The July 31 nonwaiver trade deadline is now less than two weeks away, so we continue our roundabout stroll through the six divisions to see which teams are buying, which are selling and what moves they can — and should — make. Next up, the American League Central, where the preseason favorites are finally surging, and one contender starting to look like a pretender (NOTE: All teams ranked according to current standings not including Wednesday’s results; playoff odds data supplied by Baseball Prospectus.)
Chicago White Sox (50-41, 2 1/2 games ahead)
Playoff odds: 60.0% Division/19.3% Wild Card/79.3% Total
Top need: Starting pitching
Thanks largely to the emergence of Chris Sale, outstanding seasons from Paul Konerko and A.J. Pierzynski, and the resurgences of Adam Dunn, Alex Rios and Jake Peavy, the White Sox have rebounded from last year's 79-83 disappointment, holding first place in the division for most of the past seven weeks. They've already gotten a head start on their midseason upgrades, trading spare parts for a rejuvenated Kevin Youkilis (.315/.407/.534 since the trade) who has shored up their third base sinkhole nicely. Though they're not getting much offense from middle infielders Gordon Beckham and Alexei Ramirez, they're third in the league in defensive efficiency at .708, and the rest of the lineup has been productive enough to rank fifth in scoring at 4.75 runs per game, so there's little reason to prioritize an upgrade there.
The key need is in a rotation where stalwarts John Danks and Gavin Floyd are both on the disabled list. The former, limited to just nine starts by a shoulder strain, is only at the long-toss stage of rehabbing, and isn't likely to be back until late August at the earliest. The latter just went on the DL due to elbow tendonitis, but is slated to return on July 23, costing him just one turn. With the workloads of the less-than-durable Peavy and Sale a concern, Philip Humber erratic (a 5.77 ERA despite throwing a perfect game), and rookies Jose Quintana and Dylan Axelrod showing promise but hardly dominating, fortification is a priority. General manager Kenny Williams has checked in on the Brewers' Zack Greinke, and the team has expressed interest in the Cubs' Ryan Dempster and the Padres' Clayton Richard, who was drafted and developed by the Sox before being traded to San Diego in the Peavy deal. The problem for the Sox is that their farm system ranked dead last according to Baseball America, Baseball Prospectus and ESPN at the outset of the season, "And they're not particularly close to No. 29, either," wrote the latter's Keith Law. "When you don't spend money in the draft, you're not going to fare well in anyone's organizational rankings." That may explain why the Sox were recently spotted scouting Yankees prospect Dellin Betances — Williams may need to get a third team involved in order to get what he needs.
Detroit Tigers (48-44, 2 1/2 games behind in division, 1/2 game ahead in Wild Card)
Playoff odds: 23.8% Division/17.7% Wild Card/41.5% Total
Top needs: Second base, starting pitching, designated hitter, rightfield
With nine wins in their past 11 games and 23 in their last 36, the Tigers have not only climbed over .500 for the first time since early May, they've edged into a Wild Card spot. It's clear this is not the juggernaut that most observers expected to rule the division, but their problems remain clear and fixable. They've gotten miserable production from their second basemen (.197/.280/.272), mainly Ryan Raburn and Ramon Santiago, an issue which affects them on both sides of the ball; their .673 defensive efficiency is 21 points below the league average, and second-to-last in the league, a problem even for a pitching staff that tops the league in strikeout rate at 8.4 per nine. Their rightfielders (.230/.280/.373, primarily from Brennan Boesch) and designated hitters (.265/.279/.396, mostly from Delmon Young) aren't pulling their weight either. In the rotation, only Justin Verlander and Doug Fister have ERAs below 4.42, a mark that belongs to rookie Drew Smyly, who had claimed the fifth starter role only to hit the DL recently with an intercostal strain.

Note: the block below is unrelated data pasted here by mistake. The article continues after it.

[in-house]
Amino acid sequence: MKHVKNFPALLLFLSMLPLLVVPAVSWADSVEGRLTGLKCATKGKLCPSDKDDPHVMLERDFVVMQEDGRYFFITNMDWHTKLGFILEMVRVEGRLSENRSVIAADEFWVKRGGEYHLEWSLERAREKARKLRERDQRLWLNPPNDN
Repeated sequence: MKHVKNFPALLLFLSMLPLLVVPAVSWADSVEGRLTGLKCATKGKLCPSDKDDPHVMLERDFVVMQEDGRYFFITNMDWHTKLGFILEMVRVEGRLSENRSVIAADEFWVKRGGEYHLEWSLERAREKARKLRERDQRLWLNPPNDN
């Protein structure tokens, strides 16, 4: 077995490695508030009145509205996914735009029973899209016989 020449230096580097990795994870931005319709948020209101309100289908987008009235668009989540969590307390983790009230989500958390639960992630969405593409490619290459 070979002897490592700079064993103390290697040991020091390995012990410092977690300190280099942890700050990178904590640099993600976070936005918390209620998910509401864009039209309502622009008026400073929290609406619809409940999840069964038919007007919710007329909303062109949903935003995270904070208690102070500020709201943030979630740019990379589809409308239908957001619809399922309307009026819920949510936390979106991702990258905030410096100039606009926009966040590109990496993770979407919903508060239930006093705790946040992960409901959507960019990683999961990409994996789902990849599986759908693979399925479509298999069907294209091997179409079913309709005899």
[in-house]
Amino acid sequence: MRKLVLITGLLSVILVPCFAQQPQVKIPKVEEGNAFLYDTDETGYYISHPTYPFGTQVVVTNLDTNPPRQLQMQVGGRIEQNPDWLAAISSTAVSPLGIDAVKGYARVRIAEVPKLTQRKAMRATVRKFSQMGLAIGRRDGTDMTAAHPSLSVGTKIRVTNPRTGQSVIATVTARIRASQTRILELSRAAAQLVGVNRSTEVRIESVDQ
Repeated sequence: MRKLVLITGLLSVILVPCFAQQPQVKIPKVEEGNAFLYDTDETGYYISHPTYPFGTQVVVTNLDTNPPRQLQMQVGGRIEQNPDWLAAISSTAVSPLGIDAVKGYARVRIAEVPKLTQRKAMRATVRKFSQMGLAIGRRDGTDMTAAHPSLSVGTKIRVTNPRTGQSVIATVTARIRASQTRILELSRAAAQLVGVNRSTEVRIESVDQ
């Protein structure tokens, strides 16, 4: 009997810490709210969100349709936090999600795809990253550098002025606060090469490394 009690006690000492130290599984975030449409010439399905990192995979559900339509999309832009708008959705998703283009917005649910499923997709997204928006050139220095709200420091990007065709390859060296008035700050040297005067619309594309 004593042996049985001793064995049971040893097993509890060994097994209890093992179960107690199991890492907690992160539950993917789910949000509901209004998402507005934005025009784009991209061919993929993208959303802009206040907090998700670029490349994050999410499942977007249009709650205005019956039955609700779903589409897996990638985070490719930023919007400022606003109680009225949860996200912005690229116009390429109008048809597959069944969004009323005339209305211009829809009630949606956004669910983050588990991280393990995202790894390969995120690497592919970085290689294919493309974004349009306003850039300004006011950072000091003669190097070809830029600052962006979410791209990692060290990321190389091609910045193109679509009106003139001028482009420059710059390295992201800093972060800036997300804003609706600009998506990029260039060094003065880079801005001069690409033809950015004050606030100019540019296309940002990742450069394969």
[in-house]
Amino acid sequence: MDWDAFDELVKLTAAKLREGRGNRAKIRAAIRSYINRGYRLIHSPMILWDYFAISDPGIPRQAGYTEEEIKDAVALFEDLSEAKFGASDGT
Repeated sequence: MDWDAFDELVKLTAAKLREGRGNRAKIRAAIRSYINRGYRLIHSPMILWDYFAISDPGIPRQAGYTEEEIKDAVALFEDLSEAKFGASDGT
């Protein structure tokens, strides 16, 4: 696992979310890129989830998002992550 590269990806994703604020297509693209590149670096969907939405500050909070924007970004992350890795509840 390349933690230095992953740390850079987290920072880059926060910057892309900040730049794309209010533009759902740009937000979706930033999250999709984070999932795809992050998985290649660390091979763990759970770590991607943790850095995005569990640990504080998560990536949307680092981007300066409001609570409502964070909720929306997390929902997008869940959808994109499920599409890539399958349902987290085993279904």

Not surprisingly for a team that has underachieved relative to preseason expectations and the game's fifth-highest payroll, the Tigers are expected to be one of the most aggressive teams at the deadline. For second base, the team has checked in on the Cubs' Darwin Barney, the Rockies' Marco Scutaro, the Diamondbacks' Stephen Drew and Ryan Roberts, and the Marlins' Omar Infante, who played for Detroit from 2002-2007. For the rotation, they've been in on the Cubs' Dempster and Matt Garza and the Mariners' Jason Vargas as well as the Astros' Wandy Rodriguez; not only is the latter owed $13 million for next year, but his $13 million option for 2014 becomes a player option if he's traded. Detroit appears to be much less focused on the rightfield and DH spots, in part because the bats of Boesch (.395/.425/.684) and Young have heated up (.302/.298/.528 — yes, you read that right) in July. Note that they acquired the latter on August 15 last year; this may be a spot where they feel like they can sneak an upgrade through waivers, and they're hopeful of Victor Martinez making a September return from microfracture surgery.
The Tigers are unwilling to include top hitting prospect Nick Castellanos in a deal, but catcher Rob Brantly, righties Jacob Turner and Bruce Rondon and lefty Casey Crosby are prospects that appear to be under discussion. The 21-year-old Turner, the team's top prospect coming into the year, has been filling in for Smyly, but he was tagged for three homers and seven runs in two innings by the Angels on Tuesday night, not exactly a convincing audition.
Cleveland Indians (47-44, 3 games behind in division, 1/2 game behind in Wild Card)
Playoff odds: 16.2% Division/14.2% Wild Card/30.4% Total
Top needs: Leftfield, first base, starting pitching